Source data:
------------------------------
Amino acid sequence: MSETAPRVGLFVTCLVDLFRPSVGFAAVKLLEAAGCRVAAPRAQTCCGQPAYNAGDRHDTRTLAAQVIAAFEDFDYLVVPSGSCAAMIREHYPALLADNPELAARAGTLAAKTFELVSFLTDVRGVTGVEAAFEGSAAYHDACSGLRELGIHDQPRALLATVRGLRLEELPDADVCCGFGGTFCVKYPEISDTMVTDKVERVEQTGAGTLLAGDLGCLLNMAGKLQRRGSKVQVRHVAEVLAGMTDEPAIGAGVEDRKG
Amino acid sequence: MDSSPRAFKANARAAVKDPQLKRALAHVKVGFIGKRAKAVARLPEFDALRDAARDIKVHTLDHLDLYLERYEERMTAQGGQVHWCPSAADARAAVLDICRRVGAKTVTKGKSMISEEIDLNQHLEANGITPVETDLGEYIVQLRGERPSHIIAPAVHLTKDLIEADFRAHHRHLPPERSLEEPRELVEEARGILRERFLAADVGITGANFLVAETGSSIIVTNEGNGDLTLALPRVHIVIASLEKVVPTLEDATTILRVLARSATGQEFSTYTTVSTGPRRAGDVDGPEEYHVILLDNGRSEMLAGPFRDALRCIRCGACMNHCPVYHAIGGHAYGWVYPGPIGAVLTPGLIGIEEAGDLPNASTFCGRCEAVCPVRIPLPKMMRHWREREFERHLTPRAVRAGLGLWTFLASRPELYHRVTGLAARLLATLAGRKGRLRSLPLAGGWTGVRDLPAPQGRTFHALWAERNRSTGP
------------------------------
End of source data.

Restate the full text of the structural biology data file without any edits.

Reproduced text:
Amino acid sequence: MSETAPRVGLFVTCLVDLFRPSVGFAAVKLLEAAGCRVAAPRAQTCCGQPAYNAGDRHDTRTLAAQVIAAFEDFDYLVVPSGSCAAMIREHYPALLADNPELAARAGTLAAKTFELVSFLTDVRGVTGVEAAFEGSAAYHDACSGLRELGIHDQPRALLATVRGLRLEELPDADVCCGFGGTFCVKYPEISDTMVTDKVERVEQTGAGTLLAGDLGCLLNMAGKLQRRGSKVQVRHVAEVLAGMTDEPAIGAGVEDRKG
Amino acid sequence: MDSSPRAFKANARAAVKDPQLKRALAHVKVGFIGKRAKAVARLPEFDALRDAARDIKVHTLDHLDLYLERYEERMTAQGGQVHWCPSAADARAAVLDICRRVGAKTVTKGKSMISEEIDLNQHLEANGITPVETDLGEYIVQLRGERPSHIIAPAVHLTKDLIEADFRAHHRHLPPERSLEEPRELVEEARGILRERFLAADVGITGANFLVAETGSSIIVTNEGNGDLTLALPRVHIVIASLEKVVPTLEDATTILRVLARSATGQEFSTYTTVSTGPRRAGDVDGPEEYHVILLDNGRSEMLAGPFRDALRCIRCGACMNHCPVYHAIGGHAYGWVYPGPIGAVLTPGLIGIEEAGDLPNASTFCGRCEAVCPVRIPLPKMMRHWREREFERHLTPRAVRAGLGLWTFLASRPELYHRVTGLAARLLATLAGRKGRLRSLPLAGGWTGVRDLPAPQGRTFHALWAERNRSTGP